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Current Exhibits

Piano Forte
"In my youth I played the piano.
In my 70s I am playing with the piano.
Lisa Gross, 2017

Last year, having recently completed a number of large-scale installations, Lisa Gross was gifted the insides of an old piano. This riche cache of mechanical parts begged to be transformed into a series of small sculptures. Gross, a sculptor was thus challenged to work on a scale quite the opposite of what she had been working on of late. In addition, the materials themselves - small, brittle wooden parts, felt hammers, and springs - posed their own set of challenges, forcing Gross to limit the scale of her figures and invent new methods of joinery. What very soon began to emerge were performers.
Alexander Calder’s circus, created in the 1930's-50’s, has long captured Gross' attention and imagination. Calder's irreverent use of crude wires and cloth scraps to create performers, and the playfulness with which he himself activated his motley cast of characters, amuses her greatly. With Calder as her inspiration, and the piano parts as her raw materials, she began to envision, one by one, her own troupe of entertainers. The myriad of acrobats, juggling clowns, flying trapeze artists and others that animate Lisa Gross' newest installation, Piano Forte, are the result of this playful journey into rhythm, motion and color.
Piano Forte is a site-specific installation, created for the window of the Tova Osman Gallery.
- Ben Yehudah Street in Tel Aviv

Exodus 2017
Proposal for Installation by Lisa Gross for the Jerusalem Biennale
Curator: Felicitas Heimann-Jelinek

Lisa Gross’ work “Exodus” celebrates the series of deliverances that have, throughout history, affected the freedom and reunification of the Jewish People. Utilizing the indigenous spathe of the palm tree, whose womb-like form and botanical function suggests Divine protection, the piece visually conjures the Parting of the Red Sea, the “original” Exodus from Egypt.
“Exodus” dynamically picks up this dramatic event of the Divine intervention which was taken to be a historical fact from that time onward, and has molded Israel’s attitude to its god. This miraculous event, itself a watershed in both Jewish history and the history of Divine intervention, provides an archetype for the modern-day rescue of Jewish communities from around the world.
The proposed installation by Lisa Gross, focuses on the very moment of the vigorous wonder. Dozens of palm tree spathes, suspended on transparent thin cords, evoke the cascading, divided waters. Their direction of flow fluctuates between earthbound and heavenward, an intertwining of the human and divine spheres. Circumnavigating the piece, the viewer becomes aware of the changing forms, textures and hues of the hanging pods and experiences their enchantingly beautiful movements. The work changes constantly, activating a chain of associations, transformed into nearly immaterial forms, essences of movement, like notations for silent music.
For the previous solo exhibition by Lisa Gross (2015), Dr. Smadar Sheffi wrote about Gross’s usage of organic materials. “Lisa Gross formulates a poetic statement on reality and movement in which numerous associations are omnipresent. The palm, a term for more than 200 genera of species, is laden with symbolism. In ancient Greece and Rome, palms symbolized victory.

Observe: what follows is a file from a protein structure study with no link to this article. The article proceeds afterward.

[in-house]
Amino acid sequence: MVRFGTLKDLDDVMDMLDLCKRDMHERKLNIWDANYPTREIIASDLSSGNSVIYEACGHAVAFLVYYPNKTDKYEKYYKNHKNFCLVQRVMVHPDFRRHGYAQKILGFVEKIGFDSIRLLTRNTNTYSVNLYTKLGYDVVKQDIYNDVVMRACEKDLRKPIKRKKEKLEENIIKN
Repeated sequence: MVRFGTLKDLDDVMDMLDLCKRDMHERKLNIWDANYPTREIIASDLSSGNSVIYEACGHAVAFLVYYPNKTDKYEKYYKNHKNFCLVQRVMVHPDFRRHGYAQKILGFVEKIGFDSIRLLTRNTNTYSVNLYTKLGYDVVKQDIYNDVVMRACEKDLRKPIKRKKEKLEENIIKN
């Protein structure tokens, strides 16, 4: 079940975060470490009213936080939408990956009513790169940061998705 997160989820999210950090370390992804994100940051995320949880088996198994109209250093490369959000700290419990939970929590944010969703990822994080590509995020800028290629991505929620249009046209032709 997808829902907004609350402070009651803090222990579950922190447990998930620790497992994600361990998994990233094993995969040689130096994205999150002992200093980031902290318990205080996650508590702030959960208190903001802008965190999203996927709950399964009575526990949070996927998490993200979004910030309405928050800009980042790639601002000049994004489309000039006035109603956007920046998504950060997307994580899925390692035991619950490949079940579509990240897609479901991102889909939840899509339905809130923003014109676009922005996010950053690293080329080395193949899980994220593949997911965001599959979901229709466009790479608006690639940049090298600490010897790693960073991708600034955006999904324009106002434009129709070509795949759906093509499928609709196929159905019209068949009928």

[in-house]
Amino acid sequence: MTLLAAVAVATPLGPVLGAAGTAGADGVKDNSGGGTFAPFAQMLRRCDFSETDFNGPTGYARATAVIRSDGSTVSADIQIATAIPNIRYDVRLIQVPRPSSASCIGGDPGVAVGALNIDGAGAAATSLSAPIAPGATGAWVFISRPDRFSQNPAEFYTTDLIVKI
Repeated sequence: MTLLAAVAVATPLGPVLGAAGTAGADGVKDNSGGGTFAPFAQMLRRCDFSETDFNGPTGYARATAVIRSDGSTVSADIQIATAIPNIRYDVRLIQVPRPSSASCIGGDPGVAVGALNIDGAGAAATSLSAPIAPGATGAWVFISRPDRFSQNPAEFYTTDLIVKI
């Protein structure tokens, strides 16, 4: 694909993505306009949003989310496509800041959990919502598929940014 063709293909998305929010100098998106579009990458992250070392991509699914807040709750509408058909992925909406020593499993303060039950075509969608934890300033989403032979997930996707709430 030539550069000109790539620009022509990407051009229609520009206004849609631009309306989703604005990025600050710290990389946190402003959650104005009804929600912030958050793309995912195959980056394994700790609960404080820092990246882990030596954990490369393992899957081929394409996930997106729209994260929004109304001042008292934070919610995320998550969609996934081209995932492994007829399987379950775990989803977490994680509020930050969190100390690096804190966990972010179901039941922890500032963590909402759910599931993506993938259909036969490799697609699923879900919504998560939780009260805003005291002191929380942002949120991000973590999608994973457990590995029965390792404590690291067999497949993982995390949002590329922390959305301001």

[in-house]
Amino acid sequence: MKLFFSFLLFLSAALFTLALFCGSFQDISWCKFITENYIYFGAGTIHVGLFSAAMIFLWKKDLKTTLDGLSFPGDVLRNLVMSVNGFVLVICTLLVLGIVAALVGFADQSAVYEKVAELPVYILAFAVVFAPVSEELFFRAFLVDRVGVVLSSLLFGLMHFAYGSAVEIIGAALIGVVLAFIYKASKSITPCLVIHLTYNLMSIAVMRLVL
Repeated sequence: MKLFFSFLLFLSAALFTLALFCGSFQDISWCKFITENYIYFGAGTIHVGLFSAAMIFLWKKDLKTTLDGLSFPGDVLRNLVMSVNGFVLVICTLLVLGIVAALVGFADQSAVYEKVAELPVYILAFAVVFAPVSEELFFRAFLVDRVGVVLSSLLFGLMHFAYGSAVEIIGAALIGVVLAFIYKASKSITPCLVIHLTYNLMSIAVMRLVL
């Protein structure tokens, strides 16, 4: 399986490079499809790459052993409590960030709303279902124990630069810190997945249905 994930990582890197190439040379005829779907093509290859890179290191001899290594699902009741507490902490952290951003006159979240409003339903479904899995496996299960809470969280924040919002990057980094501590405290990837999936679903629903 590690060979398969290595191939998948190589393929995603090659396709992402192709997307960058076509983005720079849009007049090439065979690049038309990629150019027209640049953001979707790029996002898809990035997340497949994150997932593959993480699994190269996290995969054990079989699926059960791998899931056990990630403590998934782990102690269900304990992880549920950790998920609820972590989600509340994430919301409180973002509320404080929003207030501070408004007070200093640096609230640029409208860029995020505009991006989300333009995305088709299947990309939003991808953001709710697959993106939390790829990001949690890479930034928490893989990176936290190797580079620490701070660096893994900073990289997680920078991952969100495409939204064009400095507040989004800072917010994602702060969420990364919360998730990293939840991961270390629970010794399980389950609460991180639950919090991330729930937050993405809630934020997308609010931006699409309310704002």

In Judaism, the palm has a ritual role: a palm branch with un-separated leaves is the lulav, one of the Four Species upon which Jews recite a blessing daily throughout the Succot holiday (Tabernacles).
Lisa Gross’s installation generates associations to the palm with all its meanings, and to the history of suspended kinetic sculpture. The artwork itself is an autonomous entity open to the wind, the gaze and the murmur”.
Attached is a short Video documentation of Lisa Gross’ previous installation “Turmoil” that was exhibited at Artists’ House, Tel-Aviv, (2015), and was curated by Dr. Smadar Sheffi.

Past Exhibits

Turmoil 2015
Solo exhibit at The Artists Association House, Tel Aviv
Curated by Dr. Smadar Sheffi

Turmoil, an installation by Lisa Gross, is a place that moves, breaks down, comes together, stops one’s gaze. Dozens of spathes - palm tree pods - seem to hover in the air, suspended on transparent lines hanging from a metal grid near the ceiling. The work changes constantly, activating a chain of associations from dance of the veils to a flock of birds or a school of fish. The organic components seem to be airborne ink brushstrokes, evoking Japanese or Islamic calligraphy, making motion palpable.

Cast of Characters 2013

My recent series of works were inspired by the dry leaves and pods of our local date palms. With minimum intervention, I have transformed these natural elements into evocative pairs of bronze birds and sinuous bowls. To view these works, and read about the process of their creation, follow this link to “Cast of Characters”.

Similar, Different...yet Connected
June 2010 marked the unveiling of a new exterior wall sculpture entitled: Similar, Different...yet Connected. This piece was created in cooperation with four 15-year olds from the Rabin Junior High School in Azur as part of a project designed to interest them in working with a local artist. The students and I met twice in my studio: first to discuss the theme and concept, and then to lay out a first draft of the figures. While the students' initial inspiration came from the energetic figures of artist Keith Haring, the piece quickly took on a character all its own as I continued to experiment with the composition and fine-tune the figures during the welding process. The sculpture that resulted is at once playful and serious: its lively figures convey a message of tolerance and connectedness in spite of the differences between them.

Similar, Different...yet Connected now hangs permanently at the entryway to the Rabin Junior High School in Azur.

Solo Exhibits

2009 "Surface/Appearances", Ashdod Art Museum/Monart Center, Ashdod, Israel
This site-specific installation, curated by Galit Mana, features two of my largest works to date: a vigorous seascape and a towering lighthouse-creature. Situated in the airy atrium of the museum, the lighthouse/creature rises some 2.2 meters high. Its metal-plated body is topped by a pulsing light that beckons the visitor to descend the staircase and signs the way to the seascape in the adjacent room. Upon entering this second, enclosed, space the visitor encounters a body of "water" composed of richly-painted multiple layers. Within this undulating surface appear numerous sea creatures assembled from a broad range of discarded objects -- metal pop-tops, silvery scouring pads, woven baskets -- all floating amongst a scattering of glistening glass nuggets. A single diver is the only human inhabitant of this sea.